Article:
In the process of self-discipline there are three stages, namely: 1, control; 2, purification; and 3, relinquishment. A man begins to discipline himself by controlling those passions which have hitherto controlled him; he resists temptation, and guards himself against all those tendencies to selfish gratification which are so easy and natural, and which have formerly dominated him. He brings his appetite into subjection, and begins to eat and drink as a reasonable and responsible creature, practicing moderation and thoughtfulness in the selection of his food, with the object of making his body a pure instrument through which he may live and act as becomes a man, and no longer degrading that body by pandering to gustatory pleasure. He puts a check upon his tongue, his temper, and in fact his every animal desire and tendency, and this he does by referring all his acts to a fixed center within himself. It is a process of living from within outward, instead of, as formerly, from without inward. He conceives of an ideal, and, enshrining that ideal in the sacred recesses of his heart, he regulates his conduct in accordance with its exactions and demands.

There is a philosophical hypothesis that at the heart of every atom and every aggregation of atoms in the universe there is a motionless center which is the sustaining source of all the universal activities. Be this at it may, there is certainly in the heart of every man and woman a safety center without which the outer man could not be, and the ignoring of which leads to suffering and confusion. This selfless center which takes the form, in the mind, of an ideal of unselfishness and spotless purity, the attainment of which is desirable, is man's eternal refuge from the storms of passion and all the conflicting elements of his lower nature. It is the Rock of Ages, the Christ within, the divine and immortal in all men.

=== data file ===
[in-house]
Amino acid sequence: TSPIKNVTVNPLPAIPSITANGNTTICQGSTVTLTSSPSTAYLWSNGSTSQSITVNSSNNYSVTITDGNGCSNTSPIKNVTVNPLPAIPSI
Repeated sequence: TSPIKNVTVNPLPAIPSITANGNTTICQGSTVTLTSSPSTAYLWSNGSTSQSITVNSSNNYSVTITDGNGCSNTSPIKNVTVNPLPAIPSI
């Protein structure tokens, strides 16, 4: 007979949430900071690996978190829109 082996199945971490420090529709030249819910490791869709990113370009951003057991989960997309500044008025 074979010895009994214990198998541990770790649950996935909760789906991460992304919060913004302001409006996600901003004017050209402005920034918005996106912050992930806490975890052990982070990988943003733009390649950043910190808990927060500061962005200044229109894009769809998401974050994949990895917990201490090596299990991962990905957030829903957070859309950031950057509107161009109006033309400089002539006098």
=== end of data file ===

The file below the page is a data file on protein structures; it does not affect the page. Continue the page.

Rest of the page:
As a man practices self-control, he approximates more and more to this inward reality, and is less and less swayed by passion and grief, pleasure and pain, and lives a steadfast and virtuous life, manifesting manly strength and fortitude. The restraining of the passions, however, is merely the initial stage in self-discipline, and is immediately followed by the process of Purification. By this a man so purifies himself as to take passion out of the heart and mind altogether; not merely restraining it when it rises within him, but preventing it from rising altogether. By merely restraining his passions a man can never arrive at peace, can never actualize his ideal; he must purify those passions.

It is in the purification of his lower nature that a man becomes strong and god-like, standing firmly upon the ideal center within, and rendering all temptations powerless and ineffectual. This purification is effected by thoughtful care, earnest meditation, and holy aspiration; and as success is achieved, confusion of mind and life pass away, and calmness of mind and spiritualized conduct ensue.